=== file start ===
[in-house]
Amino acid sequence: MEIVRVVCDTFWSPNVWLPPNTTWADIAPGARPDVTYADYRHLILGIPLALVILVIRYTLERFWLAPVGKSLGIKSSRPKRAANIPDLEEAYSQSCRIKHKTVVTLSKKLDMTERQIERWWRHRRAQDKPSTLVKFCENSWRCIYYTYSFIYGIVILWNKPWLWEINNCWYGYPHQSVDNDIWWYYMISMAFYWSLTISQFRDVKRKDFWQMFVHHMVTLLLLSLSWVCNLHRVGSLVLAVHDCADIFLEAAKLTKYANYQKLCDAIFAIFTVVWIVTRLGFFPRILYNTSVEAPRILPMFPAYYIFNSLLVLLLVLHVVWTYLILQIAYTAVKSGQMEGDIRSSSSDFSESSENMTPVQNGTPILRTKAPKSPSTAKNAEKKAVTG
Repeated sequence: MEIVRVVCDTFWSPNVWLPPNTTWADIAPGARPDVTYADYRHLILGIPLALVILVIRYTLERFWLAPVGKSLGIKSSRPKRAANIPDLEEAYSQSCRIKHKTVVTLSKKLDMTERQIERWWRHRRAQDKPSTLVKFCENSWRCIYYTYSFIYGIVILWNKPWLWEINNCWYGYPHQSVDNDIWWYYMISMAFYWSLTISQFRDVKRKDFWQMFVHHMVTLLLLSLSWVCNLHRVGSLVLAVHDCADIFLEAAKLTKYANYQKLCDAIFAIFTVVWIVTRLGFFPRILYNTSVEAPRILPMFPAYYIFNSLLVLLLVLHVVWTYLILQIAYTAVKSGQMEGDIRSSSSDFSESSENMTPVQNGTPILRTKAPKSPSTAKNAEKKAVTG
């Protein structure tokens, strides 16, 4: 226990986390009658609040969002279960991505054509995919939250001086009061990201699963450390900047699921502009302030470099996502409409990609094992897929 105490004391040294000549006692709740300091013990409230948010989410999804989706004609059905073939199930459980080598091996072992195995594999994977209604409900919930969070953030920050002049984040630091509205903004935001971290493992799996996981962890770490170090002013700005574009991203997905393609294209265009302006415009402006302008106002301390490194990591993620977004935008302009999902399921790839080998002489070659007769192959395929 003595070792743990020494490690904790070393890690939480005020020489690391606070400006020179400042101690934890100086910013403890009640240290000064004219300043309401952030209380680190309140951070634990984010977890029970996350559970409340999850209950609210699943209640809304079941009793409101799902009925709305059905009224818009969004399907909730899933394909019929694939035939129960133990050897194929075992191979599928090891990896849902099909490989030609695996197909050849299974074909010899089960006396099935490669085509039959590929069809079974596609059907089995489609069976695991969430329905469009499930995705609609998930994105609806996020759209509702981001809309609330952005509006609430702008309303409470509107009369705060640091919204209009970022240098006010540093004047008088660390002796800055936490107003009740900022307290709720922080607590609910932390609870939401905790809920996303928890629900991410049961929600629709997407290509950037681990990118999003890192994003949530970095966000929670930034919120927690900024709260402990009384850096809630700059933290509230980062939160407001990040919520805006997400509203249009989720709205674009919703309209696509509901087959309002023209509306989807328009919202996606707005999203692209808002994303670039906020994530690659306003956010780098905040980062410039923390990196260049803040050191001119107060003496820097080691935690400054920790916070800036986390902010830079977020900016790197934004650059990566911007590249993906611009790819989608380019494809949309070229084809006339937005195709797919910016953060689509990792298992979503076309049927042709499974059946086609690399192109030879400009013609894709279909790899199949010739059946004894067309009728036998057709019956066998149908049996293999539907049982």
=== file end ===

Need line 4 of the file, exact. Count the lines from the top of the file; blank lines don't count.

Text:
């Protein structure tokens, strides 16, 4: 226990986390009658609040969002279960991505054509995919939250001086009061990201699963450390900047699921502009302030470099996502409409990609094992897929 105490004391040294000549006692709740300091013990409230948010989410999804989706004609059905073939199930459980080598091996072992195995594999994977209604409900919930969070953030920050002049984040630091509205903004935001971290493992799996996981962890770490170090002013700005574009991203997905393609294209265009302006415009402006302008106002301390490194990591993620977004935008302009999902399921790839080998002489070659007769192959395929 003595070792743990020494490690904790070393890690939480005020020489690391606070400006020179400042101690934890100086910013403890009640240290000064004219300043309401952030209380680190309140951070634990984010977890029970996350559970409340999850209950609210699943209640809304079941009793409101799902009925709305059905009224818009969004399907909730899933394909019929694939035939129960133990050897194929075992191979599928090891990896849902099909490989030609695996197909050849299974074909010899089960006396099935490669085509039959590929069809079974596609059907089995489609069976695991969430329905469009499930995705609609998930994105609806996020759209509702981001809309609330952005509006609430702008309303409470509107009369705060640091919204209009970022240098006010540093004047008088660390002796800055936490107003009740900022307290709720922080607590609910932390609870939401905790809920996303928890629900991410049961929600629709997407290509950037681990990118999003890192994003949530970095966000929670930034919120927690900024709260402990009384850096809630700059933290509230980062939160407001990040919520805006997400509203249009989720709205674009919703309209696509509901087959309002023209509306989807328009919202996606707005999203692209808002994303670039906020994530690659306003956010780098905040980062410039923390990196260049803040050191001119107060003496820097080691935690400054920790916070800036986390902010830079977020900016790197934004650059990566911007590249993906611009790819989608380019494809949309070229084809006339937005195709797919910016953060689509990792298992979503076309049927042709499974059946086609690399192109030879400009013609894709279909790899199949010739059946004894067309009728036998057709019956066998149908049996293999539907049982």